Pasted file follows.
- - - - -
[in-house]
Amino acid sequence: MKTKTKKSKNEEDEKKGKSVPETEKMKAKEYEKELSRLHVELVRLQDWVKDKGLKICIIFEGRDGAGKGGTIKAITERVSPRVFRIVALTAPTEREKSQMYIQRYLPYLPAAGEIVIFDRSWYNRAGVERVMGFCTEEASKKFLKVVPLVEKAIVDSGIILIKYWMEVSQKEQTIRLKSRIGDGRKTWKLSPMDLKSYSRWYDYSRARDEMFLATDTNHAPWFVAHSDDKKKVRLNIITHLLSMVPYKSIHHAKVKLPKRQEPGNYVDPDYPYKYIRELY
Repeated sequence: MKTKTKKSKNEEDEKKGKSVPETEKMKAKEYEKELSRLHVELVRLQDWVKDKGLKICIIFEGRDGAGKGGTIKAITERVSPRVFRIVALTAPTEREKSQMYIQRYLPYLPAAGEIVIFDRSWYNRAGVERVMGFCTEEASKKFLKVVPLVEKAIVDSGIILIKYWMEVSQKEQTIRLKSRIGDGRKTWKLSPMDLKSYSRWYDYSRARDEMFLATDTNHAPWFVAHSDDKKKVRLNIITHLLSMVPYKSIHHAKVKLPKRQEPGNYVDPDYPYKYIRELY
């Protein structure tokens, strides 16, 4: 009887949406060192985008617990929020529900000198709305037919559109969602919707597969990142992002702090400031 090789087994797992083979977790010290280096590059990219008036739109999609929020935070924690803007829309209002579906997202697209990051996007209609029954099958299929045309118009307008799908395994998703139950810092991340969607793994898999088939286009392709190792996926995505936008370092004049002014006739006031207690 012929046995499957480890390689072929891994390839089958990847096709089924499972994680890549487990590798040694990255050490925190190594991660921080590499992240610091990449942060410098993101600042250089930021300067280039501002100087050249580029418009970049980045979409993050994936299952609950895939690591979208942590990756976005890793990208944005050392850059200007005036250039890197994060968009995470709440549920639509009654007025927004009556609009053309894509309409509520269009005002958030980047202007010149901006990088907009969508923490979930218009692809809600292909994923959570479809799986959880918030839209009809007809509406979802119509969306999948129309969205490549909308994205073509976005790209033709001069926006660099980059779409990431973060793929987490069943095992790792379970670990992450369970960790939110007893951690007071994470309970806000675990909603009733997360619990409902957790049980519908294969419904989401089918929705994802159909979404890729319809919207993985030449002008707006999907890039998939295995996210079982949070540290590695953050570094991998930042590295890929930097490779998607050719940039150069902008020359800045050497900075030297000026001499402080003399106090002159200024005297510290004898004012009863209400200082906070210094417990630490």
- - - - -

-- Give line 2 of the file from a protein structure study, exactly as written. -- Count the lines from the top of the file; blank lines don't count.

Amino acid sequence: MKTKTKKSKNEEDEKKGKSVPETEKMKAKEYEKELSRLHVELVRLQDWVKDKGLKICIIFEGRDGAGKGGTIKAITERVSPRVFRIVALTAPTEREKSQMYIQRYLPYLPAAGEIVIFDRSWYNRAGVERVMGFCTEEASKKFLKVVPLVEKAIVDSGIILIKYWMEVSQKEQTIRLKSRIGDGRKTWKLSPMDLKSYSRWYDYSRARDEMFLATDTNHAPWFVAHSDDKKKVRLNIITHLLSMVPYKSIHHAKVKLPKRQEPGNYVDPDYPYKYIRELY